The evolving field of forensic science continues to incorporate new technologies and new procedures with the passing of time. As our scientific knowledge expands, we seek to apply this knowledge for the general improvement of society, in whatever ways that we can. The criminal justice system greatly benefits from scientific progress, primarily because science can assist in the justice system's search for truth in the courts. However, merely developing the method is not enough; new forensic methods must be carefully tested and evaluated before they can be introduced into the courts. Law enforcement and attorneys must become familiar with the theory and limitations of the new practice, and the technology to perform the analyses must be distributed and operated in forensic laboratories. This paper attempts to review and examine one potential aid to forensic science, the ability to use mass spectrometry methods to obtain a chemical fingerprint of collected evidence. Following an overview of the aims of chemical fingerprinting and trace evidence, the MS methods in question are explained in detail. Afterwards, their capacity to analyze forensic evidence will be reviewed briefly, and some potential shortcomings of the science are explored. Third, the technique's ability to be applied to forensic issues will be examined from the perspective of law enforcement and forensic laboratories. Finally, some concerns about the courtroom presentation and reception of the results will be discussed.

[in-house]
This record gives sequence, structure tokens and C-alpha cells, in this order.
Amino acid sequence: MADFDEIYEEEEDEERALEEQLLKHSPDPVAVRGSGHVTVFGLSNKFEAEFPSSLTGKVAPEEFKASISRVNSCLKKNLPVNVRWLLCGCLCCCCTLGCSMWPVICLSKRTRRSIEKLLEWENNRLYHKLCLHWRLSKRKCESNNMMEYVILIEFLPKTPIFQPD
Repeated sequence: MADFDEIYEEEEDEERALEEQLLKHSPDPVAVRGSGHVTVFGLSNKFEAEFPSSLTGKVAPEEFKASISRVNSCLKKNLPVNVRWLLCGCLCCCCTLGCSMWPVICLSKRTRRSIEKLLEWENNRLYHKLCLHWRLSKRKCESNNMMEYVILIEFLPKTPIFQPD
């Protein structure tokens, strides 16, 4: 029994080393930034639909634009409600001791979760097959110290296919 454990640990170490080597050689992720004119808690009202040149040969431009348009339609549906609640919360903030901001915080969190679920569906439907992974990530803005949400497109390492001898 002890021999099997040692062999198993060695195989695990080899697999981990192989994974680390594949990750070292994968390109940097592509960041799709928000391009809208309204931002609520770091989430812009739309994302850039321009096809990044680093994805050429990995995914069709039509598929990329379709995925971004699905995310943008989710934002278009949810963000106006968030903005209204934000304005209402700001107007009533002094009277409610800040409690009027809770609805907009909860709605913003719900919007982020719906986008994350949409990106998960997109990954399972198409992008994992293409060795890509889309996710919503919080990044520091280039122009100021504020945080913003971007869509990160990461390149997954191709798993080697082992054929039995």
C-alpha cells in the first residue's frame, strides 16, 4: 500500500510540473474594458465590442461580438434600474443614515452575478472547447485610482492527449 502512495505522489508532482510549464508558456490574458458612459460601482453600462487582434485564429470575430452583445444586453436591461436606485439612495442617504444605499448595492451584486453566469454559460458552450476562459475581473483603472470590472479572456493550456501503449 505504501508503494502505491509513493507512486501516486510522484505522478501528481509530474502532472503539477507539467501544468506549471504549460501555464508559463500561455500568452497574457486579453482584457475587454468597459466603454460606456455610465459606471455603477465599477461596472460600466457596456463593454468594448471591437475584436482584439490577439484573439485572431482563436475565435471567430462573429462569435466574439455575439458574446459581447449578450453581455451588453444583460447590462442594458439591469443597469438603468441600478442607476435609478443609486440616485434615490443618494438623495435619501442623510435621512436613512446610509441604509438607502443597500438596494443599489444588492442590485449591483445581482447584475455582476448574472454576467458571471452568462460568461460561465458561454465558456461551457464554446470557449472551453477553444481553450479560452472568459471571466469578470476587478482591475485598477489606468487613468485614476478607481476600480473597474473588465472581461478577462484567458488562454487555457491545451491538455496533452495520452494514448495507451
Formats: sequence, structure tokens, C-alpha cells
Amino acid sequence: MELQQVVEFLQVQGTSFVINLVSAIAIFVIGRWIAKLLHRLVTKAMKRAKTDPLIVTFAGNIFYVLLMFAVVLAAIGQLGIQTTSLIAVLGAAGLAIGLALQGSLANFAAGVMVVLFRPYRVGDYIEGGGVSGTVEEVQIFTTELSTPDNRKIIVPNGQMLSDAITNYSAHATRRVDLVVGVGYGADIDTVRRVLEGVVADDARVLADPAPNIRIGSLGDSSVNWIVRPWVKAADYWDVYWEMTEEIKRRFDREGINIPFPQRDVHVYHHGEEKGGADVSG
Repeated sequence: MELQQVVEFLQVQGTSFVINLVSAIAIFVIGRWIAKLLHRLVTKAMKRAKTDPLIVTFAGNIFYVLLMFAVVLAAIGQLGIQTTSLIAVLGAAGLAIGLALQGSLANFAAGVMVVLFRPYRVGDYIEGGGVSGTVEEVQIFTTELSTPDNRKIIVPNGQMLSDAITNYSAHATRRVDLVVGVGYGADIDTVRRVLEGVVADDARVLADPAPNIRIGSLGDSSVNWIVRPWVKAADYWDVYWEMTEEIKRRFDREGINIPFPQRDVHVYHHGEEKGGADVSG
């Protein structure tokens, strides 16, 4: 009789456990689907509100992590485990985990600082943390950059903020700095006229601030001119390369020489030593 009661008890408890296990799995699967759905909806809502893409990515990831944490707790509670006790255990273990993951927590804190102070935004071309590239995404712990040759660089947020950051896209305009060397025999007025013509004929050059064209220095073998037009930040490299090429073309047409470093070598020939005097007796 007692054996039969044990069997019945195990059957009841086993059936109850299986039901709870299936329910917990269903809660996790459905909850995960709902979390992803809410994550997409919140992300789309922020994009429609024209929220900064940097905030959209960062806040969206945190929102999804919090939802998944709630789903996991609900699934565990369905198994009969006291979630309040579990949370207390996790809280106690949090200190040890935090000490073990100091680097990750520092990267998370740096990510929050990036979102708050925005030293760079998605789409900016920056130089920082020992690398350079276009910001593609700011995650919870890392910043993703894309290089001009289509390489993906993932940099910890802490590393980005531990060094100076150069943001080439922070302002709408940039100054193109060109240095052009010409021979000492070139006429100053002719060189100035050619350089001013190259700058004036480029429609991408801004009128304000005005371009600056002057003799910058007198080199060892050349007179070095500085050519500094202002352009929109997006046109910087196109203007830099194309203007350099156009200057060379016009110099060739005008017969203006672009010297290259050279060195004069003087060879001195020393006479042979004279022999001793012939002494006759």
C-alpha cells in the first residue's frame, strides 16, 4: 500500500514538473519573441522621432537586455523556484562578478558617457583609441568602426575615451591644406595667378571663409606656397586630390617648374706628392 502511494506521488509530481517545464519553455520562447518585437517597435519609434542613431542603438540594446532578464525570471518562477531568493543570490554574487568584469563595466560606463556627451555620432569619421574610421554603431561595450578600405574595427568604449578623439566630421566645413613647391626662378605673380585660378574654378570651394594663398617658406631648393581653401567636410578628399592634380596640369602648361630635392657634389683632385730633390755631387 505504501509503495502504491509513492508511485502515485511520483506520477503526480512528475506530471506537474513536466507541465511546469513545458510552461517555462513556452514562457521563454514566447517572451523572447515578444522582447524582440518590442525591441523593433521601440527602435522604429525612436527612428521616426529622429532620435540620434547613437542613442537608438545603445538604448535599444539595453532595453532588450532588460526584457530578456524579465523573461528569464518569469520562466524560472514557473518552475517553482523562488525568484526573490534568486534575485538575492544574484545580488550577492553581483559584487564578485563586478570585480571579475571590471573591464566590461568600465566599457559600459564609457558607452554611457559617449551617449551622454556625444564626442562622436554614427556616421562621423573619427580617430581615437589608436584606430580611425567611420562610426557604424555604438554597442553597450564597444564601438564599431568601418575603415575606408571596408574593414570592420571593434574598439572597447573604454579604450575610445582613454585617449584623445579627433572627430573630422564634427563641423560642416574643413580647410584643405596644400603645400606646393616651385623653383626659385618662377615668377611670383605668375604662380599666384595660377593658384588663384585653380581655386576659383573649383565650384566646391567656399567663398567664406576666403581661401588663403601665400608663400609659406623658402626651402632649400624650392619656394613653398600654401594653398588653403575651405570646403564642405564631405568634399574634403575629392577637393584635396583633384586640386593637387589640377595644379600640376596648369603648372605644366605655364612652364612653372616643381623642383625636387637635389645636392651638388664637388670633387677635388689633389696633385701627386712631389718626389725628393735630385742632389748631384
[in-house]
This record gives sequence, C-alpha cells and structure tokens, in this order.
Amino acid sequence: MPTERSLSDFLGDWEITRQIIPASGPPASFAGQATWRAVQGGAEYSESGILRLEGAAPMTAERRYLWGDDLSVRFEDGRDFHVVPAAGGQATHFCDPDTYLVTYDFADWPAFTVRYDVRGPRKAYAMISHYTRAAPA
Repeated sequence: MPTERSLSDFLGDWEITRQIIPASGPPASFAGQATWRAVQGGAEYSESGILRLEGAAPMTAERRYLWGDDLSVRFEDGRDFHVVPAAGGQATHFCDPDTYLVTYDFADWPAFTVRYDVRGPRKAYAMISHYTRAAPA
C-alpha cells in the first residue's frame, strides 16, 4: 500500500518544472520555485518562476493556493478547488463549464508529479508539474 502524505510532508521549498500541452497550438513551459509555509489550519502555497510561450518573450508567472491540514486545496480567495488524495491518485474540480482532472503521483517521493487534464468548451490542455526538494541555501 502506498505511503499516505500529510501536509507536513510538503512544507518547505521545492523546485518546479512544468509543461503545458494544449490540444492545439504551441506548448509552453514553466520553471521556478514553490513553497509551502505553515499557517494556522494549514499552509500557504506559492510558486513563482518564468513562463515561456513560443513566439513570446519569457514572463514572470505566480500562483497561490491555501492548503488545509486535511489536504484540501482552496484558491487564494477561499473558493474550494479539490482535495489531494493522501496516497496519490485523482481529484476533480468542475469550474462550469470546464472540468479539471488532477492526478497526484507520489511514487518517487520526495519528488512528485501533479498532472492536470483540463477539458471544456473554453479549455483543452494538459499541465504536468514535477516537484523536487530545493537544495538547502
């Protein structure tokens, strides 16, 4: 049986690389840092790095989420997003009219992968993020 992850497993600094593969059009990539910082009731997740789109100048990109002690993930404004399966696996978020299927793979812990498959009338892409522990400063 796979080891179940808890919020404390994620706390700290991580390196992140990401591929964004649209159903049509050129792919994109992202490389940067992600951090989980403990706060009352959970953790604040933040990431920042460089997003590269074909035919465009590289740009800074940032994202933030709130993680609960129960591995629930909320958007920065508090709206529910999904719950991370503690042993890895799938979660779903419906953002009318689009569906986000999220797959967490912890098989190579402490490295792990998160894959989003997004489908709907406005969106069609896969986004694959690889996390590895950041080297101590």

Biofilm growth on medical equipment and bacterial infections following operations have previously been treated with antibiotics. Although that method has helped kill the majority of the bacteria, it leaves a strain of stronger, antibiotic-resistant ones that have adapted to survive and reproduce. Boronic acid contains a plethora of properties, such as determining the presence of glucose, detecting cancer in an early phase, and measuring dopamine levels more accurately in the brain. This
research aims to explore another potential application of boronic acid because of its promising uses. Boronic acid is incorporated after the activation of surfaces with cool plasma. Plasma-activated surfaces polymerized in boronic acid can be applied to the biomedical and biotechnological domains as an antibacterial method to replace antibiotics on medical materials effectively. This will vastly improve the quality of medical equipment and sterilization within the medical and surgical fields.